Sunday, November 14, 2004


I sat watching thunderclouds on the horizon yesterday morning. My attention would wander, and when I looked at the clouds again, they'd moved. I couldn't tell what had changed, precisely, but they'd clearly moved. When I'd stare at the clouds trying to following the shifts, nothing seemed to change.

Technology's like that.

When you track it day by day, nothing fundamental seems to be happening - in spite of the breathless hype of the evangelists. I easily become blase, and discount its importance. Then suddenly one looks back and so much has changed: hundreds of megabytes of storage in a finger-sized USB dongle, real-time hyper-realism in video games, a world of blogs.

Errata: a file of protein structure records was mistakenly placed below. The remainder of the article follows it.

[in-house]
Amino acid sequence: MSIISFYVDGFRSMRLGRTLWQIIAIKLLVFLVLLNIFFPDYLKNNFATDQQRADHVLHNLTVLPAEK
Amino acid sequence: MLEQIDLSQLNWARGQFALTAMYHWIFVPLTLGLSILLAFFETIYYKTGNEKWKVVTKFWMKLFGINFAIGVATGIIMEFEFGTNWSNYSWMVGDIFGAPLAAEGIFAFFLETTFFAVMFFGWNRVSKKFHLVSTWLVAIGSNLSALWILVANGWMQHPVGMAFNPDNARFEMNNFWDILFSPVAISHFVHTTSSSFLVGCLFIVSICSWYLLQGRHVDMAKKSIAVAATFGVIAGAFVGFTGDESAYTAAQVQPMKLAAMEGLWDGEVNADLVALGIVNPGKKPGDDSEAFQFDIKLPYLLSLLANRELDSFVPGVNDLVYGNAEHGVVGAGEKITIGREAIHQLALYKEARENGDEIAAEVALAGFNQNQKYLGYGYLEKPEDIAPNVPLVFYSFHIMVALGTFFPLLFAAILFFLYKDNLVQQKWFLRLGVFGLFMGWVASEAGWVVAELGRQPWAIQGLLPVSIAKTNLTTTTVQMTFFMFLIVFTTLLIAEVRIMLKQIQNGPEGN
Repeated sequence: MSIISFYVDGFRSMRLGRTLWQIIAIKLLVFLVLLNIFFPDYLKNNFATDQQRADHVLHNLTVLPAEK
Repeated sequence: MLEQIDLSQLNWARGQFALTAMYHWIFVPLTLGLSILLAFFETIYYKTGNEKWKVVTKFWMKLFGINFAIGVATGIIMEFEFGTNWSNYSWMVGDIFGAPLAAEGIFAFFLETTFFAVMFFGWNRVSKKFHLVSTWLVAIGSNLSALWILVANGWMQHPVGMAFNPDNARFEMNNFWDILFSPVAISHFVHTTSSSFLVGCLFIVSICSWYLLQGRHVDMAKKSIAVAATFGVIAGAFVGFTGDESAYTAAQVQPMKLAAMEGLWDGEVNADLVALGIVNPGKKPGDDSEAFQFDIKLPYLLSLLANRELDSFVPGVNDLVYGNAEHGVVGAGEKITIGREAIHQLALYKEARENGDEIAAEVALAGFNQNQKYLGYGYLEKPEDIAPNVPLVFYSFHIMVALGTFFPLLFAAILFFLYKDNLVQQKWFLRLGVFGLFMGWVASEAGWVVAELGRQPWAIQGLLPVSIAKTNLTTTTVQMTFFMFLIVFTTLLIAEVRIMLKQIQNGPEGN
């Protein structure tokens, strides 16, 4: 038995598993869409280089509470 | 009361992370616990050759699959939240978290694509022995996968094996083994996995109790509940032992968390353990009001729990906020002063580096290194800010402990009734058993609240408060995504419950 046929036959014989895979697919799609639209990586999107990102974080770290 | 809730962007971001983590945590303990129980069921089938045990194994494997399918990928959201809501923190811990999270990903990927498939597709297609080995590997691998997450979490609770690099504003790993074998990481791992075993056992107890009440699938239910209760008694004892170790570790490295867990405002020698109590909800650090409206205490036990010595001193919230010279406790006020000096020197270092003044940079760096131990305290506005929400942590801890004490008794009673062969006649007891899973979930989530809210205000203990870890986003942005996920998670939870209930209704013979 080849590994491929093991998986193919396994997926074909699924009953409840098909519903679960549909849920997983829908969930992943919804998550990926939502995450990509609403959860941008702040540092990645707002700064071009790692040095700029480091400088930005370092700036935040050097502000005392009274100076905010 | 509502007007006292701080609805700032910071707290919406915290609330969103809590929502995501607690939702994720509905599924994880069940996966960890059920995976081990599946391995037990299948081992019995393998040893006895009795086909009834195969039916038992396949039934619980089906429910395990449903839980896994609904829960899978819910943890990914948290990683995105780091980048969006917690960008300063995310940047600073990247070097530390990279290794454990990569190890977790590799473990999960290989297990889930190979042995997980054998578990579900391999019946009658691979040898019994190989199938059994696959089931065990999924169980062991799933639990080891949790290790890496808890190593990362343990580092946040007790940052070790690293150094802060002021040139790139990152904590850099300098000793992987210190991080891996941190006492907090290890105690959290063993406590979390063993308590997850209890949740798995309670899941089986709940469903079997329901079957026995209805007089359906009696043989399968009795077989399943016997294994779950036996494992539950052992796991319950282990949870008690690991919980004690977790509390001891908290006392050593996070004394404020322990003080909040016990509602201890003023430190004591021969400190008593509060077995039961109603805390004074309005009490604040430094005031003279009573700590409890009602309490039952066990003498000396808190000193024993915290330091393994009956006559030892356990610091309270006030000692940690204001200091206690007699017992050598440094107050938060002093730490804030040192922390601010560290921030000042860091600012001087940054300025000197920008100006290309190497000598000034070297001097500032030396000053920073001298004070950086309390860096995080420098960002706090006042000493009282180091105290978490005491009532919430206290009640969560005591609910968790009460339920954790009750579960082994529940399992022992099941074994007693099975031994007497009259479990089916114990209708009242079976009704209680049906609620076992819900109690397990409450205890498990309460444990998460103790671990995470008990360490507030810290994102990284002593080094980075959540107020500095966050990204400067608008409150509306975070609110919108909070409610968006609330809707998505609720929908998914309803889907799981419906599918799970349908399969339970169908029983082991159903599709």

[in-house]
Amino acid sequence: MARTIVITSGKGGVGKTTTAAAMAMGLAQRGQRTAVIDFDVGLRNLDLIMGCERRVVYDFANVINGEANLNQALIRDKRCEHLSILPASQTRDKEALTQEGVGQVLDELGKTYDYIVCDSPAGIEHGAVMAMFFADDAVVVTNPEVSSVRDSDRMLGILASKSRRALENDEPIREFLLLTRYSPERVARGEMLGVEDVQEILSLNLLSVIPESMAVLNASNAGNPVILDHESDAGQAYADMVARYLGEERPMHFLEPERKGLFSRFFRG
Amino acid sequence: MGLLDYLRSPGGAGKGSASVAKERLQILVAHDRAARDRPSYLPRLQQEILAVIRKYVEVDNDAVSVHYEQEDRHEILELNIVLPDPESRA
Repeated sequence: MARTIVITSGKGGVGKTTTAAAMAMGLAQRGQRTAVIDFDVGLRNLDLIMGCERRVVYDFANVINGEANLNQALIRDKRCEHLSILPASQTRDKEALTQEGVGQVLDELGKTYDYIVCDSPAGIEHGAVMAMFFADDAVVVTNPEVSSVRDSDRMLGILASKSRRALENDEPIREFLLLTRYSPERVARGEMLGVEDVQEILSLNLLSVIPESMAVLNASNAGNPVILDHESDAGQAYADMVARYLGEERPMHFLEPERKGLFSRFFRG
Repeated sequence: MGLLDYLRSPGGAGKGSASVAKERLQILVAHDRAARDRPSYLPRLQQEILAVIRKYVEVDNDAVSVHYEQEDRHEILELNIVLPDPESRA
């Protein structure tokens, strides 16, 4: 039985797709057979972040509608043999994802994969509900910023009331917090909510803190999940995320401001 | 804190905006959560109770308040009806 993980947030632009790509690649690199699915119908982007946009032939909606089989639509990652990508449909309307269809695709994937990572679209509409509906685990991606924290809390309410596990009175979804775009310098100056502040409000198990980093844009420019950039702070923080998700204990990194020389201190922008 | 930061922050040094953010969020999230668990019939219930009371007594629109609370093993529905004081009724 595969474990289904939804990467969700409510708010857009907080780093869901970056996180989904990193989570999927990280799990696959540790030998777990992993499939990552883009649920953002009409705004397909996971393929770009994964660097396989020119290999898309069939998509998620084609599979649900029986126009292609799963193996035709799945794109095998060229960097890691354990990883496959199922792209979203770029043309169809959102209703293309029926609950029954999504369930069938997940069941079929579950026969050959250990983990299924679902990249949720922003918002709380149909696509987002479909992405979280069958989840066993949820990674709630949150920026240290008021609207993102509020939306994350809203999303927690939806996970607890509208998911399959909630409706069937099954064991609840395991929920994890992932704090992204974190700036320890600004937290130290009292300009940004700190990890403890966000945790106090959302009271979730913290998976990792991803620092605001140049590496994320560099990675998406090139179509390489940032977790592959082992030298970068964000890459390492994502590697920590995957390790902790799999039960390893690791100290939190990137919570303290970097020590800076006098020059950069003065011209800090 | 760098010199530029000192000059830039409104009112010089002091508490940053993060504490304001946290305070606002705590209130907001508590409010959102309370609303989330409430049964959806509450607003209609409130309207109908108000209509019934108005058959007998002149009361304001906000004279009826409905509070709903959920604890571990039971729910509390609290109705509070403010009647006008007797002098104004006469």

The world's like that.

Our ability to detect change in real time is severely limited by our senses. We seem to be optimized for stuff moving at the rate of the mythical sabre toothed tiger, and blind to changes on scales longer than months and faster than milliseconds. We've developed technologies to follow those movements, e.g. historiography and sensor processing. But since we don't have an innate grasp for those time scales, it'll always require an effort of will to discern and understand them.

In most cases, we understand change as if hearing a second language.

With effort, we can become more fluent, and some people will have a knack. However, we will always speak with an accent, that is, we are at an innate disadvantage understanding slow changes like cultural shifts, and fast ones like automated hacker attacks.

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